playing that disc around my house I've turned several people on to Traffic.

This was all recently, it's proven to work.

Low Spark would be good too, but definitely NOT Mr. Fantasy as a first album.
It's pretty out there and  most folks I know don't like listening to it. Can you
imagine your friend liking a group whose first impression consists of "My bed
is made of candy floss, the house is made of cheese"???

BTW, my Mr. Fantasy is missing a few songs mentioned on the last digest.
Smiling Phases and some others are just not there. Has there been any trouble
with any Traffic CD releases???   Ignorant record business folk acting up again.

Date: Sun, 29 Sep 1996 10:06:02 -0700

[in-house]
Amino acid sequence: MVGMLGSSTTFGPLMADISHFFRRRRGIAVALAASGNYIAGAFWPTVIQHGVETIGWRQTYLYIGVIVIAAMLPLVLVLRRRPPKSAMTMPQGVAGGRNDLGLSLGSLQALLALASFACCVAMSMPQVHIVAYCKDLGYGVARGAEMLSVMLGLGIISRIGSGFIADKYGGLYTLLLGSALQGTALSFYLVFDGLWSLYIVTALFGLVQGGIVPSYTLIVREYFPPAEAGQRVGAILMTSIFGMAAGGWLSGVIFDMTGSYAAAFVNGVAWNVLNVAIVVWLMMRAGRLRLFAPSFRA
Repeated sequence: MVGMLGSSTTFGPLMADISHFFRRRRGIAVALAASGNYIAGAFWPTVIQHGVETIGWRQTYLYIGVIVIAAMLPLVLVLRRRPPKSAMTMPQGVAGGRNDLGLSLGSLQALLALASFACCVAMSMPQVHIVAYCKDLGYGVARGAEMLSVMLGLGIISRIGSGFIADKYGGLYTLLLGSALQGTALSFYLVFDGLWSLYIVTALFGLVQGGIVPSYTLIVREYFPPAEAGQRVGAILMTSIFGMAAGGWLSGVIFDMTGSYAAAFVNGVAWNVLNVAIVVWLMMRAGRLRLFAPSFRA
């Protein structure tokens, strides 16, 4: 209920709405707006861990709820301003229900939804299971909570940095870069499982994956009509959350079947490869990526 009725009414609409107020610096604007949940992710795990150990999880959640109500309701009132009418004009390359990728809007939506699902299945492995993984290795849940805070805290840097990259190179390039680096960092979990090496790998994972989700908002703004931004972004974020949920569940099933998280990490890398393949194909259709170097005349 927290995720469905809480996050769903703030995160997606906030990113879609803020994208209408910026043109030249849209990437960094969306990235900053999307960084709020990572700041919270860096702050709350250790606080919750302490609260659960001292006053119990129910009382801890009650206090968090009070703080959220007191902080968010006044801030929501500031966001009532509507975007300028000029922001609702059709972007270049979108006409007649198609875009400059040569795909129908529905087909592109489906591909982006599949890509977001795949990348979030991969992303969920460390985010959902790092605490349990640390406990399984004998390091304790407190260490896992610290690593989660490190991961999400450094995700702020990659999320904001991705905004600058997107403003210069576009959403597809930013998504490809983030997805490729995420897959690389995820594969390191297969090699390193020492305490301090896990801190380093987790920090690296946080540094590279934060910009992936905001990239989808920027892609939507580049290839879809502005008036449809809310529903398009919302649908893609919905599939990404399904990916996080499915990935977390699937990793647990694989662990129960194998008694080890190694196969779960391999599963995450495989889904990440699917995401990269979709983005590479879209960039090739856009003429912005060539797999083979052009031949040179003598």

From: gina (gina@dsp.com)
Subject:  Need music video

I am trying to track down Steve Winwood's music video for "Don't You know
What the Night Can Do" off of "Roll With It" and I am not having much
success. ... If  you know of a  way for me to get my hands on this video, any
help would be appreciated.  Thanks.


Date: Mon, 30 Sep 1996 18:40:12 -0700 (MST)
From: woontner@sirius.com
Subject: Earlier bands of Traffic mates

Today I wandered onto a Web site titled 'Delirium's Psychedelic Web Of Sound'
which is devoted to chronicling the psychedelic era of music. On this site I
learned quite a bit about the earlier bands of Traffic mates Wood, Capaldi and
Mason. Here is what I learned.

Jim Capaldi and Dave Mason were joined by Luther Grosvenor (guitarist, later
of Spooky Tooth) and Poli Palmer (keyboards, later of Family) in a group called
The Hellions. Dave Mason was their vocalist. The Hellions released the
following 45s:

    1. Daydreaming Of You/Shades Of Blue.  1964
    2. Tomorrow Never Comes/Dream Child.  1965